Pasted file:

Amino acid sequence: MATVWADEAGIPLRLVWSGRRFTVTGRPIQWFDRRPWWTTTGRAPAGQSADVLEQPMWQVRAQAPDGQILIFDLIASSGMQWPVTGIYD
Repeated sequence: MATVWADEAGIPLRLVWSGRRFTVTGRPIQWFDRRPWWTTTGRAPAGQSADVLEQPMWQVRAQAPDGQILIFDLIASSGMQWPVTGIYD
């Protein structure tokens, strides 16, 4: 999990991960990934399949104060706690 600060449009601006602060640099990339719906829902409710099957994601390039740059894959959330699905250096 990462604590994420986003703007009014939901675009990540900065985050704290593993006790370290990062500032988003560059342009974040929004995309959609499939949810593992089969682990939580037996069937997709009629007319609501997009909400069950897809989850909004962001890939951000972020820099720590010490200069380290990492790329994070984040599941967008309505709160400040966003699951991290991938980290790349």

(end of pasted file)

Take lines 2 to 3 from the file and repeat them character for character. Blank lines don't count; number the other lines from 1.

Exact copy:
Repeated sequence: MATVWADEAGIPLRLVWSGRRFTVTGRPIQWFDRRPWWTTTGRAPAGQSADVLEQPMWQVRAQAPDGQILIFDLIASSGMQWPVTGIYD
């Protein structure tokens, strides 16, 4: 999990991960990934399949104060706690 600060449009601006602060640099990339719906829902409710099957994601390039740059894959959330699905250096 990462604590994420986003703007009014939901675009990540900065985050704290593993006790370290990062500032988003560059342009974040929004995309959609499939949810593992089969682990939580037996069937997709009629007319609501997009909400069950897809989850909004962001890939951000972020820099720590010490200069380290990492790329994070984040599941967008309505709160400040966003699951991290991938980290790349």